The symbols on my arms are from ancient Germanic cultures that represent different elements of early polytheistic pagan religion. The chosen icons represent myself as well as each of my grandfathers, their lineage and their families.
On my left, is the symbol for Jumis (“yo͞o - mis”), the Baltic Pagan God who personified the harvest. Houston, my mother’s father, tended a large garden, which helped their growing family survive the difficult times both before and after the Great Depression.
The rune-like depiction of Jumis is intended to stylistically symbolize the “Catching of Jumis” ritual that occurs after the fall equinox (around the time of my conception). In hopes of capturing the spirit of Jumis to help keep the land fertile, a small collection of uncut grain—preferably double-eared—is left in the field. Tied in a bundle, the tops are pulled and weighted down with stones or soil in hopes of returning fertility back to the ground; continuing the cycle of prosperous life.
Jumis not only means twin in Latvian, but the glyph of stylized crossed corn or grain stalks is also reminiscent of “twin,” in Sanskrit—a perfect astrological association for a Gemini, like myself, born just before the summer solstice. In the common form, the symbol for Jumis stands for prosperity, good fortune, duality, rebirth and renewed strength. However, the glyph is derived from two crossing Laguz (“lä - go͞oz”) runes, from the Elder Futhark. In addition to the properties of Jumis, Laguz is associated with flow, life energy, organic growth, imagination and fantasy.
On my right arm, I placed the symbol of Gungnir (“go͞on - gə - ni(ə)r”). Also known as the Runletter Gar, Gungnir symbolizes the legendary spear of Odin; a magical weapon forged by Dvalin and the Sons of Ivaldi. The spear was a gift to Odin from Loki, in reparation for cutting the golden hair of Thor’s wife, the goddess Sif.
Similar to the properties of Mjölnir, Thor’s hammer, Gungnir is described as never missing its mark, always returning to Odin’s hand and having the ability to pierce cleanly through its target, never stopping during its thrust.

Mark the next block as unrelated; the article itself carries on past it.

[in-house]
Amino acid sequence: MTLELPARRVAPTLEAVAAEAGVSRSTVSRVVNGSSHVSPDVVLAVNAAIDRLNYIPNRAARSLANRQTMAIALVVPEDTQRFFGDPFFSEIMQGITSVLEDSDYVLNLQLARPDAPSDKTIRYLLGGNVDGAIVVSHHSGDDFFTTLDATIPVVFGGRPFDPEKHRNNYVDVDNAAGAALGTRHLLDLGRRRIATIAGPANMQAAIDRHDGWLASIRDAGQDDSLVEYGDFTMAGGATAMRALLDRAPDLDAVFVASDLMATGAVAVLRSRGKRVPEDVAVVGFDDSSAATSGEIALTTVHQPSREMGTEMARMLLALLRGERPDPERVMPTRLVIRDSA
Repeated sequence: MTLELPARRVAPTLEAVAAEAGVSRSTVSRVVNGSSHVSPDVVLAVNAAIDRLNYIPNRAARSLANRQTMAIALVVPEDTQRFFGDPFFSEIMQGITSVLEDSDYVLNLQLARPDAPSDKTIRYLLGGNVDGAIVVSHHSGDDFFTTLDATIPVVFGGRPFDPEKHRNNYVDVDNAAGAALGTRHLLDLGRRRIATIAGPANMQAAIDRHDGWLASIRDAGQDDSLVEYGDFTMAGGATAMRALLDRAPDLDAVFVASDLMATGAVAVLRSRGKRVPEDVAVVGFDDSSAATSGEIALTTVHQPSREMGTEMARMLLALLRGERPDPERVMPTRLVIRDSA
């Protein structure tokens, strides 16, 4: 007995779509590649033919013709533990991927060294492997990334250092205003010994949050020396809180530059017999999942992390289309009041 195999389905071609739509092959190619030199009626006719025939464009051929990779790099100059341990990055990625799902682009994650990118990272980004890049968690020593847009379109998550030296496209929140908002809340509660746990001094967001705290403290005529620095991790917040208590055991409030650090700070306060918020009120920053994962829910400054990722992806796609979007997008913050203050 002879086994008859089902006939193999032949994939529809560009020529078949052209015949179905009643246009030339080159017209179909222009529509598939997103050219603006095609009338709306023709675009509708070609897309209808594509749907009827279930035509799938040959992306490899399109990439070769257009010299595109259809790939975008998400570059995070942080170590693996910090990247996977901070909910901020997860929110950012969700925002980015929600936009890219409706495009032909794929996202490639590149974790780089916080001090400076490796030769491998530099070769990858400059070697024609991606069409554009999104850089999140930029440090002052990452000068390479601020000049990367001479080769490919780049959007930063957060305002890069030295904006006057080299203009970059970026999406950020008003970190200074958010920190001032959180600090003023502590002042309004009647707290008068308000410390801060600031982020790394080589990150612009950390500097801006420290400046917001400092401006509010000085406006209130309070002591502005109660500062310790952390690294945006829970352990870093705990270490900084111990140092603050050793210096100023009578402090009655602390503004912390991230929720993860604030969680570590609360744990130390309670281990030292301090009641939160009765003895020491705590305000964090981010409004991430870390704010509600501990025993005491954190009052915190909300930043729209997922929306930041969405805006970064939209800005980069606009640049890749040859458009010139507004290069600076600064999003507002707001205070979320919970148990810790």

A symbol of strength and accuracy, Gungnir is also comprised of runes from the Elder Futhark with their own meanings. The X-like character Gebo (“gā - bō”), was the symbol for Gift. It represented self-sacrifice, generosity and balance in all matters of relation and exchange, including contracts, personal relationships and partnerships. The diamond-shaped Ingwaz (“iNG - wäz”), was used in reference to the Earth God. This symbol stood for internal growth, common sense and family love. It was often used as a symbol of relief, a time without anxiety, when all loose strings are tied and you are free to move in a new direction.
These combined associations related most closely to my paternal grandfather, William. Hardened during the times of war, he worked in Army hospitals to help heal those wounded by explosions and fire. He is a strong and unwaveringly disciplined man, who has always had a great respect and love for his family.
In addition to honoring my family, I chose these symbols to represent myself as a person and an artist. They were even designated to a specific arm, in regards to playing guitar. Jumis was placed on my left arm, in hopes of channeling his spirit into the hand that control the growing melody, while Odin’s Gungnir, with its precision and power, control the rhythm in my right.
To be honest, I don’t know that I really have a preference. When I look back at all the different things I’ve written—songs, poems, stories—the short answer is probably Heartbreak.